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A different TYPE of competition

Any employer looking for a typist would love to have Maya Cordero on the payroll, but they may have to wait a few years. 

Maya, a Warren County Middle School seventh-grader, was the overall winner of the school’s Keyboarding Olympics at an average speed of 108 words per minute with 95% accuracy. Her name will be added to a plaque under inaugural winner Kade Christian.

An average typing speed is around 40 words per minute, while a competitive speed is 120 wpm and over.

“It was pretty tough competition,” said Cordero, 14. “I was nervous. My hands were sweating. I mess up when I think people are watching me so I was scared about that. I didn’t think I would win. It was my first time. When they called my name on the announcement, I was shocked. The people in my homeroom were clapping.”

Cordero says she’s been typing for years and is a gamer, which she does in her spare time after school when homework is complete.

Keyboarding Olympics is an average of a one-minute timing and a three-minute timing. Cordero typed 115 words in one minute with 96% accuracy and 101 wpm with 95% accuracy.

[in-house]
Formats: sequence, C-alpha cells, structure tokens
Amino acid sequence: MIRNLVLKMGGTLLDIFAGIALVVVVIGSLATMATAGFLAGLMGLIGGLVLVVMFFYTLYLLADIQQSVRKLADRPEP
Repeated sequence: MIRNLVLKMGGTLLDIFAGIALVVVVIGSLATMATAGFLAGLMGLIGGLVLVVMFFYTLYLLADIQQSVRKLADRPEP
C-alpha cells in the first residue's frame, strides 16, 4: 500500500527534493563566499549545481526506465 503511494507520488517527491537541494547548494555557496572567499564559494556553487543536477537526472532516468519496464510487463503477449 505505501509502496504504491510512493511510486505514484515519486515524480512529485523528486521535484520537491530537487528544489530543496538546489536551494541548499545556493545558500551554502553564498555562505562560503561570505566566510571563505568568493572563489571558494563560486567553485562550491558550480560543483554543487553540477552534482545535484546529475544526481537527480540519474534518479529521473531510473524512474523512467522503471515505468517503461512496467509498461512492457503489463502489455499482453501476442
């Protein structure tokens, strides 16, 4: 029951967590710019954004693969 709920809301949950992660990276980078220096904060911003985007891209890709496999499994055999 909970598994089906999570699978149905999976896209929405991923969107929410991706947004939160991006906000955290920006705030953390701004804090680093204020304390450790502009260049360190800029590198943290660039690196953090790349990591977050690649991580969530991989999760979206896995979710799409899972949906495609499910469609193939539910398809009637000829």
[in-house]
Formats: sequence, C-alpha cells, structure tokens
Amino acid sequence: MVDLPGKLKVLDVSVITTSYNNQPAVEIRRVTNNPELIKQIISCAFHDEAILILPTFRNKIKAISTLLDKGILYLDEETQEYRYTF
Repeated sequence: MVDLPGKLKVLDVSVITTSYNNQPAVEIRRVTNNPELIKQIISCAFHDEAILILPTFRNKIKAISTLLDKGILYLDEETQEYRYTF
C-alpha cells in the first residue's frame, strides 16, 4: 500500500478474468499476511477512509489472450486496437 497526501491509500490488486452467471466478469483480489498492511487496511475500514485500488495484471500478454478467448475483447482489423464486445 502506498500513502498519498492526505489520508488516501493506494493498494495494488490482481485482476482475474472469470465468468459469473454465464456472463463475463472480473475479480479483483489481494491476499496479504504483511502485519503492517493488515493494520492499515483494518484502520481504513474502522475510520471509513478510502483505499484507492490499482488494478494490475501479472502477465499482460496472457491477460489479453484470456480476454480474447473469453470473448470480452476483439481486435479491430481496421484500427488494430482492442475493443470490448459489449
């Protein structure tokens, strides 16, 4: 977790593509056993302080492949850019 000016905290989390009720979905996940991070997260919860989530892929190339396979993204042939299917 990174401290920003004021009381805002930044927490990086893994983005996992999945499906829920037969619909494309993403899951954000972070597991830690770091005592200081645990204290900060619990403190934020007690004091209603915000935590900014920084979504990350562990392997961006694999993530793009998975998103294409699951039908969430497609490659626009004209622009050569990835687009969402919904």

“It wasn’t just about the fastest score,” said Susan Barrett, computer teacher. “You also have to be accurate. Accuracy is important. We took that into consideration when looking at some of the scores. Some of the other participants may have typed faster, but their accuracy wasn’t as good as we needed. The threshold is 95%. That’s where you need to be.”

Prizes were awarded to all grade-level winners:

Sixth grade: first place Braylon Power, average of 64 wpm at 95% accuracy; second place Parker Griffith, average 60 wpm at 97% accuracy; third place Annelise Gribble, average 57 wpm at 95% accuracy.

Seventh grade: first place Cordero; second place Ashlynn Graves, average 85 wpm at 95% accuracy; third place Amberley Soto, average 82 wpm at 96% accuracy.

Eighth grade: first place Cloe Ferrell, average 53 wpm at 96% accuracy; second place Elijah Johnson, average 48 wpm at 96% accuracy; Alea Martin, average 47 wpm at 99% accuracy. 

“The one thing I’ve noticed about Maya is that she never looks down,” said Barrett. “We had a pretty good idea she might take this win, but you just never know.”

The contest is conducted by Barrett, and STEM teachers Stephanie Hobbs and Sarah Lokey, who introduced the idea of holding a keyboarding competition among students.